"Every dermatologist has been told stories by patients with psoriasis that it started—or got worse—after a stressful life event,” says Mark G. Lebwohl, M.D., professor and system chair of dermatology at Mount Sinai in New York City.
It is true, anecdotes abound, and there's some research to back them up: One report confirmed that psychological stress precedes the onset of disease in 44% of patients with psoriasis and initiates recurrent skin flares in up to 88% of patients. Other studies estimate rates of stress-related psoriasis ranging from 26% to 88%.
But for the three women below, no scientific studies are needed. They've learned first-hand what a major life change can do to their skin. Even more important? They’ve also learned how to manage those big-time flares and get on with living life on their terms. Read on for their stories.
The Skin Transition: When a Loved One Dies
Reena Ruparelia, 39, Toronto
When Reena Ruparelia's father passed away in March 2018, it was one of the most devastating losses she'd ever experienced, she says. Her psoriasis had been quietly minding its own business, in remission for 18 months. That meant no active red spots or flaking, just the memories of past breakouts.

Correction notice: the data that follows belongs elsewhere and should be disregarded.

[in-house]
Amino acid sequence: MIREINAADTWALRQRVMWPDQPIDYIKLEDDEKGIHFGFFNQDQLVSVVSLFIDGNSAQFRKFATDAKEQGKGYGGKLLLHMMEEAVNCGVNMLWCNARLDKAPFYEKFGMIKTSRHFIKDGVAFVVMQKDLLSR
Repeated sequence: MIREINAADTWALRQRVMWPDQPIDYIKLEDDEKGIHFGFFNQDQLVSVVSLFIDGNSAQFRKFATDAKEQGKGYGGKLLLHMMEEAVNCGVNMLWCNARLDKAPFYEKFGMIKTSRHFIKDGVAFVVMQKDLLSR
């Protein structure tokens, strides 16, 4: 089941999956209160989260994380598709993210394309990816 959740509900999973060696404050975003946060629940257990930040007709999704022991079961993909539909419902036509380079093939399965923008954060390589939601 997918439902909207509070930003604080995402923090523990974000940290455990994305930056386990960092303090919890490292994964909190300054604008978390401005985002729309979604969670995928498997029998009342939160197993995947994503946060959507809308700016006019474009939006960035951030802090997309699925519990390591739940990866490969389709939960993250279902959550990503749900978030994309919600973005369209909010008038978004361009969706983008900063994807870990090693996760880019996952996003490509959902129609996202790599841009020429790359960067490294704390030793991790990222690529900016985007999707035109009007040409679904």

After her dad's death, a few little "spots" appeared on her legs and then a few months later, the little spots became big spots and began to spread. She thought, "Something is definitely up."
She'd had some lesser flares in the past—teeny, tiny plaques or a bit of redness—but Ruparelia, 39, of Toronto, says, "This one was a stunner. It really showed me how connected our mind and our emotions are to our bodily responses. I know anxiety really causes me to flare more, and then my skin gets boiling hot and bright red."
Those initially small, seemingly innocent, dots and plaques joined together, she recalls, forming huge blobs the size of her palm. They covered her shins, tops and bottoms off her feet, ankles, and fronts and backs of knees. They attacked her upper body with a fury, too, including her hands and elbows.
"It got really scary, with more spots creeping up on me each day, and I'd think, 'This is getting worse, getting bigger, and oh, no, here's another one!'" she says. "Our minds can go there, and mine did, and that aggravated the flare in a kind of weird cycle."
Ruparelia, who was diagnosed with psoriasis at age 14, was understandably grief-stricken for a long time, after the initial shock of losing her dad. "I was in a flight-or-fight mode and a haze for about five months. I knew my body was really upset with it all, and it showed me with all those breakouts."
Over the years, Ruparelia tried a variety of treatments, everything from steroids to phototherapy to biologics. But when her dad died, she wasn't actually using any medication. Ultimately, she decided to let the flare diminish on its own, which took several months. For her, she knew that as she processed her grief, her skin would respond in kind. "The spots cleared from the inside, with more brown color appearing instead of red," she says. "That also always means I'm in a better, calmer state of mind."